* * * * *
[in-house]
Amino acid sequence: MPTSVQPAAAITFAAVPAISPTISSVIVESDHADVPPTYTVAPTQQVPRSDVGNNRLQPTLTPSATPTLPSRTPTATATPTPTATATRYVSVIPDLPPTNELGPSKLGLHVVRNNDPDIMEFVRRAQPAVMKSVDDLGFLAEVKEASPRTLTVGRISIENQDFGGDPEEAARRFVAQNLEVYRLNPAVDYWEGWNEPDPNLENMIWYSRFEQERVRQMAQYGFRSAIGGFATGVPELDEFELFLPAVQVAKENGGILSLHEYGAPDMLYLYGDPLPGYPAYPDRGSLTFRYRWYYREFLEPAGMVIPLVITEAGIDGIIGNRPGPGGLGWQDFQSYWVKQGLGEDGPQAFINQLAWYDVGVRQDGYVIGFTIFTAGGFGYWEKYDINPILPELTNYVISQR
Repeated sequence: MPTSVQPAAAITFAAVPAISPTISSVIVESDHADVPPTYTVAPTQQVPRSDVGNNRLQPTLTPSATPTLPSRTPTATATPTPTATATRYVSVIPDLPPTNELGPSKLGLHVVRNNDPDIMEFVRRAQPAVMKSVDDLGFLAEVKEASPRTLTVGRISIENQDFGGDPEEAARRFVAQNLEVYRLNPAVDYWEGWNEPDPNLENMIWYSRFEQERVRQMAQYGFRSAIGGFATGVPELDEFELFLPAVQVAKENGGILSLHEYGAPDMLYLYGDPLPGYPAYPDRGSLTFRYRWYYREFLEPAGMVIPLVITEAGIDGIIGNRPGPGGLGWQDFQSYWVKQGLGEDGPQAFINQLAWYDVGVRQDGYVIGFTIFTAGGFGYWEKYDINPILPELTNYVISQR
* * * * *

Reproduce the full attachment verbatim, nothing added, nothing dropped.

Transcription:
[in-house]
Amino acid sequence: MPTSVQPAAAITFAAVPAISPTISSVIVESDHADVPPTYTVAPTQQVPRSDVGNNRLQPTLTPSATPTLPSRTPTATATPTPTATATRYVSVIPDLPPTNELGPSKLGLHVVRNNDPDIMEFVRRAQPAVMKSVDDLGFLAEVKEASPRTLTVGRISIENQDFGGDPEEAARRFVAQNLEVYRLNPAVDYWEGWNEPDPNLENMIWYSRFEQERVRQMAQYGFRSAIGGFATGVPELDEFELFLPAVQVAKENGGILSLHEYGAPDMLYLYGDPLPGYPAYPDRGSLTFRYRWYYREFLEPAGMVIPLVITEAGIDGIIGNRPGPGGLGWQDFQSYWVKQGLGEDGPQAFINQLAWYDVGVRQDGYVIGFTIFTAGGFGYWEKYDINPILPELTNYVISQR
Repeated sequence: MPTSVQPAAAITFAAVPAISPTISSVIVESDHADVPPTYTVAPTQQVPRSDVGNNRLQPTLTPSATPTLPSRTPTATATPTPTATATRYVSVIPDLPPTNELGPSKLGLHVVRNNDPDIMEFVRRAQPAVMKSVDDLGFLAEVKEASPRTLTVGRISIENQDFGGDPEEAARRFVAQNLEVYRLNPAVDYWEGWNEPDPNLENMIWYSRFEQERVRQMAQYGFRSAIGGFATGVPELDEFELFLPAVQVAKENGGILSLHEYGAPDMLYLYGDPLPGYPAYPDRGSLTFRYRWYYREFLEPAGMVIPLVITEAGIDGIIGNRPGPGGLGWQDFQSYWVKQGLGEDGPQAFINQLAWYDVGVRQDGYVIGFTIFTAGGFGYWEKYDINPILPELTNYVISQR